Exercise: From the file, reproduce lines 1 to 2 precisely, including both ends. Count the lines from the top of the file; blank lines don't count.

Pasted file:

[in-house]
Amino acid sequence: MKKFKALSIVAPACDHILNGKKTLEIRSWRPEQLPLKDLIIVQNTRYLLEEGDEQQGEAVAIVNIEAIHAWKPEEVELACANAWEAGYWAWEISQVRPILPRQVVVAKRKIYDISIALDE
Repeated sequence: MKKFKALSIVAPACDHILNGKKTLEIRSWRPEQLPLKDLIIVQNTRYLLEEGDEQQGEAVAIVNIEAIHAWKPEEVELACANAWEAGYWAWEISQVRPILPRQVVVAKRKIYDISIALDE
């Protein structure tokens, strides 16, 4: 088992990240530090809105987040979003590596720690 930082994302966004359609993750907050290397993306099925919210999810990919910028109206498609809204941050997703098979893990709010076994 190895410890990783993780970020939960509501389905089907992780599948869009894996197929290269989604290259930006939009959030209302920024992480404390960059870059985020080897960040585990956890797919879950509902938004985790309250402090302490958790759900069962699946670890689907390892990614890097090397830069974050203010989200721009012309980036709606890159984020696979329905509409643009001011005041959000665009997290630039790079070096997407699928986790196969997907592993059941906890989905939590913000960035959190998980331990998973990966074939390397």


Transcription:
[in-house]
Amino acid sequence: MKKFKALSIVAPACDHILNGKKTLEIRSWRPEQLPLKDLIIVQNTRYLLEEGDEQQGEAVAIVNIEAIHAWKPEEVELACANAWEAGYWAWEISQVRPILPRQVVVAKRKIYDISIALDE